THE LAW. Employees who commit violent acts in the workplace obviously violate state criminal laws. But the liability trail doesn't stop there.
Employers have a legal obligation to maintain a safe work environment for employees and customers. If employees "go bad," the organization could face a negligent hiring or negligent supervision lawsuit if it could have or should have prevented the violent act.
That means you should run background checks to ferret out applicants most likely to commit violence. But beware a host of state and federal laws relating to hiring or investigating, including the (FCRA) and the new Fair and Accurate Credit Trans-actions Act (FACTA).
WHAT'S NEW. FACTA, which took effect June 1, 2005, is designed to minimize identity theft. It requires you to properly dispose of personalized em-ployee information, such as Social Security numbers and financial account info, that you collect duringor workplace investigations. That includes shredding paper documents or erasing electronic ones.
Also, employers sometimes request an "investigative consumer report" on an employee when looking into any workplace wrongdoing. Thanks to FACTA, employers no longer need the employee's permission to obtain such a report.
HOW TO COMPLY. To prevent workplace violence, your first goal is to "separate the hazards." Use good workplace design to keep the maximum area off limits to the public.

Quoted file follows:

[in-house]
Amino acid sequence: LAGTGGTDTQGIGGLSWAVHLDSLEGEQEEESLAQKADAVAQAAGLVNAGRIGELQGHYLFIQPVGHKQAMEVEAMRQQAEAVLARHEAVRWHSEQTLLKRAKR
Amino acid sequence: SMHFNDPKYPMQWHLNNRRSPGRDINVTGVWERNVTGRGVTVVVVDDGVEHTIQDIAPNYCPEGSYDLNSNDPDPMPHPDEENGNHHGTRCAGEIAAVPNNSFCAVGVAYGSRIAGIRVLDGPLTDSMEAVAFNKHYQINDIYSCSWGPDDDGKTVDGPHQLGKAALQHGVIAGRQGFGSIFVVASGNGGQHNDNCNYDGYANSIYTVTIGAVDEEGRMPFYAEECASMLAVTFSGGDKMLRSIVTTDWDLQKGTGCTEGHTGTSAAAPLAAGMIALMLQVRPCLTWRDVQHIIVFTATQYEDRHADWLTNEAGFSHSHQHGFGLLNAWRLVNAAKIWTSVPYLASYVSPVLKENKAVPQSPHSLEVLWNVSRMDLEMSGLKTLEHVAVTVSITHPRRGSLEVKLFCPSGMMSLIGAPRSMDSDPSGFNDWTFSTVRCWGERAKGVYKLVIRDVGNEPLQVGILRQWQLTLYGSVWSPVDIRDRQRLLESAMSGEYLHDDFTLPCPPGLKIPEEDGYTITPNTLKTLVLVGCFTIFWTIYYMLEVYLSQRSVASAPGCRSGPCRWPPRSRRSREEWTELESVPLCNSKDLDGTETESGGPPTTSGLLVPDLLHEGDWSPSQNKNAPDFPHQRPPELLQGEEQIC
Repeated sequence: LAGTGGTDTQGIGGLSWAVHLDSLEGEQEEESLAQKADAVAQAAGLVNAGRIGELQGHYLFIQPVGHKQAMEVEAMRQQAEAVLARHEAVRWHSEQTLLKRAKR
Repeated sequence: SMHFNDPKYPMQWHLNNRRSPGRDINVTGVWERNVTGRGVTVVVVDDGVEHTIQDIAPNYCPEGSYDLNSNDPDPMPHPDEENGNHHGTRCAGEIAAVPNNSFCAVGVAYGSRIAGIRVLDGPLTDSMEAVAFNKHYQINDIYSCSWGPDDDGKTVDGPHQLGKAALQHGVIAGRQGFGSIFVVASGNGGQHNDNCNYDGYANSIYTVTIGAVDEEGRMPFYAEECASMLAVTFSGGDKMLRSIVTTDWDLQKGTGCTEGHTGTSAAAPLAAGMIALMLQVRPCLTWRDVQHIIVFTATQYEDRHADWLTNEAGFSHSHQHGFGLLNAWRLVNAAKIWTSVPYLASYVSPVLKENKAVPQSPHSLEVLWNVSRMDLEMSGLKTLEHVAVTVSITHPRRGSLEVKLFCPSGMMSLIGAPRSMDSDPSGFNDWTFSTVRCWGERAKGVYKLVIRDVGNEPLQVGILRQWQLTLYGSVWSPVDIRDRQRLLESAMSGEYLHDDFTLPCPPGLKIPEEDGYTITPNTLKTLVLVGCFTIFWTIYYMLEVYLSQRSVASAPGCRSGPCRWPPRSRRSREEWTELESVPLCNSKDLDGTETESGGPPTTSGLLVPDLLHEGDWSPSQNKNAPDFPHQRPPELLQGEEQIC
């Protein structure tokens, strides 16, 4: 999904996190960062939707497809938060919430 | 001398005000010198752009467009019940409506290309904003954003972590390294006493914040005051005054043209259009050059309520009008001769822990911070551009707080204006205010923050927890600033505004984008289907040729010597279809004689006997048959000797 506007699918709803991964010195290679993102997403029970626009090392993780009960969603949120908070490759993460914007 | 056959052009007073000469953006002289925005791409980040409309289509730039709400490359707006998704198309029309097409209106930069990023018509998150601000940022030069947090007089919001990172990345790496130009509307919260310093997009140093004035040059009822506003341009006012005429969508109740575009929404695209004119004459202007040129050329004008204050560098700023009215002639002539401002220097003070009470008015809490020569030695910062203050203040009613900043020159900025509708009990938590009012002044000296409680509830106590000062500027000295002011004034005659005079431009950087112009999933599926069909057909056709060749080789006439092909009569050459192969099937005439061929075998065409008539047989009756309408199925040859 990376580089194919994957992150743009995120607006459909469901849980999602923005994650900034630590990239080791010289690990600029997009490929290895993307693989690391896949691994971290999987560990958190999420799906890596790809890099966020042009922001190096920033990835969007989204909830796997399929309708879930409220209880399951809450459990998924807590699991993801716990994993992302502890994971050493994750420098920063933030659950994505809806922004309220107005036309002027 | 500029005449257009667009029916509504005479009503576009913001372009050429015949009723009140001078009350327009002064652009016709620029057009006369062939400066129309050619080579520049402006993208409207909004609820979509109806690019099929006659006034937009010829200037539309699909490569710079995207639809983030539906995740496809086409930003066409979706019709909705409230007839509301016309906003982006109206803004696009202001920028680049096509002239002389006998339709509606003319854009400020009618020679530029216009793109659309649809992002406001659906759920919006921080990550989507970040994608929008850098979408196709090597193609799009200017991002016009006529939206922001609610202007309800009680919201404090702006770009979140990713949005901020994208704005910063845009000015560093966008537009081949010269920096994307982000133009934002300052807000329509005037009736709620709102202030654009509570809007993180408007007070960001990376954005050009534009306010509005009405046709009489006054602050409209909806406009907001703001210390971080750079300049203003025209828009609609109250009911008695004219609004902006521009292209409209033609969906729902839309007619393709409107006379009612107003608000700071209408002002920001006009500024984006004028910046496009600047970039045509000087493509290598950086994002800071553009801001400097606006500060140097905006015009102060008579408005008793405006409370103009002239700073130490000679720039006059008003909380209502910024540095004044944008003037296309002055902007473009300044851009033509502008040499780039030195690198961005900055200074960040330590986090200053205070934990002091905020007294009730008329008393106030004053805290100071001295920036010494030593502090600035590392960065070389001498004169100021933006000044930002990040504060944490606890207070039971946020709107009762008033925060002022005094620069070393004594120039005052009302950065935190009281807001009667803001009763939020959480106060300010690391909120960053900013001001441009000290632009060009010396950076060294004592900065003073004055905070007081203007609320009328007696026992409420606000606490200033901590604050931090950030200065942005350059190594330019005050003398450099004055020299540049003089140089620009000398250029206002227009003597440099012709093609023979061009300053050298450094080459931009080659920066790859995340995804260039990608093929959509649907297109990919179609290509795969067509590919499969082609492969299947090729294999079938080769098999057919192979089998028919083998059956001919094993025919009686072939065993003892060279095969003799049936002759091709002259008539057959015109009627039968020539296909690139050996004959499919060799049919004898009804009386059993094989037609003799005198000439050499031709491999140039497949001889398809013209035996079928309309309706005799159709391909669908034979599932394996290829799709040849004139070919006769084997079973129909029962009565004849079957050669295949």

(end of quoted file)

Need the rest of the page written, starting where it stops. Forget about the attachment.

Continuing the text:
Why is that important? Workplaces that are open to the public are the most likely to experience violence, says a survey conducted by Security Direc-tor's Report magazine.
On average, such "all access" organizations suffer 1.81 violent incidents per 100 employees. Workplaces evenly split between public and employee-only areas face .81 incidents per 100 employees. And workplaces that allow no public access have a negligible .06 incidents per 100.
The lesson: Employees aren't usually a threat to each other. But access by former employees, significant others or the general public raises your risk significantly.
If your workplace does allow public access, don't arm your employees to defend themselves. Workplaces that permit employees to carry guns experience five times the rate of homicides than those that prohibit guns, says an Ameri-can Journal of Public Health study.
Background checks. While it's vital to perform background checks, realize that key information is often left off, especially with online reference-checking services. That's because many jurisdictions lack money or manpower to maintain electronic conviction records. And youthful offender records are usually expunged at age 18. So it's easy for a violent applicant to hide his past.
If you don't spot a violent person before he joins the payroll, it's important to react quickly once violent tendencies appear. Employees who argue loudly or engage in other disruptive behavior should be disciplined.
Some employers have a "zero tolerance policy," where any infraction means termination. In most cases, that's not a good policy. Giving employees an opportunity to cool down teaches them more about handling anger than enraging them with a pink slip. Also, you'll set yourself up for a discrimination suit if a star employee blows his top one time, but you don't act.
Finally, you should thoroughly document all disciplinary decisions. Manage those documents in accordance with federal laws.
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